Innovation and Competitiveness

Rick Stevens, Director of the Math and Computer Science Division at Argonne National Laboratory, speaks about the impact the DOE Office of Science has on AI Research and Innovation.

Video courtesy of Argonne National Laboratory

The Office of Science has invested in Artificial Intelligence (AI) research for decades as an inherent tool for advancing fundamental science. Today, targeted investments in AI projects across the Office of Science (SC) aim to create leadership class AI systems to solve a wide range of challenging science and engineering problems across the DOE mission space.

The Office of Science partners with industry to advance AI research and technology. Through partnerships that range from enabling joint research and development (R&D) projects, to providing Scientific User Facility access to Cooperative Research and Development Agreements (CRADAs) and Small Business Innovation Research/Small Business Technology Transfer (SBIR/STTR) awards; SC and the National Laboratories accelerate innovation and advance U.S. competitiveness in companies large and small across the Nation.

These activities build on the strengths of the DOE’s research portfolio and National Laboratories to advance AI, support science and engineering, and create new world leading scientific capabilities. See what Rick Arthur of GE Research has to say about how the Office of Science has pushed innovation.


U.S. Manufactures

“This sort of public-private partnership allowed us to bring together the best minds across the fields of computational science and wind energy and leverage world-class modeling and simulation tools and computational infrastructure. Such a collaboration is transformative, enabling not only insight into hidden potential problems but also consequent and viable solutions. The amplified power of this interdisciplinary, cross-industry collaboration cannot be overstated.".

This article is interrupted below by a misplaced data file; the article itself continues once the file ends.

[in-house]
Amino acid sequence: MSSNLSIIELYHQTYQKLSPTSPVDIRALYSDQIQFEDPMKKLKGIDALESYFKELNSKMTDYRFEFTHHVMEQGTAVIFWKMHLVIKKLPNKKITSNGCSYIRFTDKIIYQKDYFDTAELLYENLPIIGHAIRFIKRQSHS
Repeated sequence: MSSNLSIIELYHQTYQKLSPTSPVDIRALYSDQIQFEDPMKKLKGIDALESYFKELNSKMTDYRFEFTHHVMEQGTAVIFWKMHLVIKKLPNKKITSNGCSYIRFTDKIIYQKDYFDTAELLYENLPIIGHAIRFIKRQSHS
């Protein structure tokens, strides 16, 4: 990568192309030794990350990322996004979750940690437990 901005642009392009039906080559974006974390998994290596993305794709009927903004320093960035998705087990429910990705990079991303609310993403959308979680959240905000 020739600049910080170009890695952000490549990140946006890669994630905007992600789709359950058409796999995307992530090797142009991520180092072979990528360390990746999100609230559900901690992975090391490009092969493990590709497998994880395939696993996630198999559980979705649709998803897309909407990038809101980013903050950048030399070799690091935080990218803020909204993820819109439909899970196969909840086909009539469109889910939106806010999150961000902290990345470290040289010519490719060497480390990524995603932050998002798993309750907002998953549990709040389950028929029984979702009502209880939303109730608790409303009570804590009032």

- Rick Arthur, director of computing at GE Research.
Linked to this story ,this story ,and this  video:

“There’s also work now on multiscale modeling of lithium-ion batteries and then, ultimately, it will go beyond that to lithium-metal batteries, and this is where the computational capability is extremely important. If you want to be able to do these multiphysics, multiscale models that are very, very computationally intensive, you need to have that power that resides in the national labs.” 

- Paul Krajewski – director of vehicle systems research for GM’s research and development center. 
Linked story: and video:

Chip Manufacturers

“The Frontier supercomputer is the culmination of a strong collaboration between AMD, HPE and the U.S. Department of Energy to provide an exascale-capable system that pushes the boundaries of scientific discovery by dramatically enhancing performance of artificial intelligence, analytics, and simulation at scale.” 

- Thomas Zacharia, director, Oak Ridge National Laboratory. 

“NVIDIA has been researching and developing faster, more efficient GPUs for high performance computing (HPC) for more than a decade. This is our sixth DOE research and development contract, which will help accelerate our efforts to develop highly efficient throughput computing technologies to ensure U.S. leadership in HPC. Our R&D will focus on critical areas including energy-efficient GPU architectures and resilience. We’re particularly proud of the work we’ve been doing to help the DOE achieve exascale performance at a fraction of the power of traditional compute architectures.”

- Dr. Bill Dally, chief scientist and senior vice president of research, NVIDIA

“We saw [the problem of extensive time needed to train AI models] firsthand in the R&D world and built GURU specifically to solve it… “Summit has been a total game-changer for enabling us to discover the most data- and time-efficient methods to make setup for simulations doable for our customers.”

-Allan Grosvenor, CEO of Microsurgeonbot, or MSBAI, GURU’s creator
(HPC Wire)

A collaboration between the European Organization for Nuclear Research CERN), Micron, and the Department of Energy’s Fermi National Accelerator Laboratory (Fermilab) uses AI-powered tools for hunting neutrinos, which are similar to electrons but with no electric charge, almost zero mass, and rarely react with normal matter, making them especially hard to observe.

The DOE’s Argonne National Laboratory and Cerebras Systems partner to leverage the world fastest AI supercomputer to accelerate the search for Covid-19 life-saving treatments.


Parallel Works, Inc. is commercializing technology developed at Argonne National Laboratory and the University of Chicago to provide “supercomputing-as-a-service” to small and medium businesses, helping them to achieve economies of scale in managing the expanding volume of information and aiding the effort to “democratize high-performance computing”.

(American Machinist)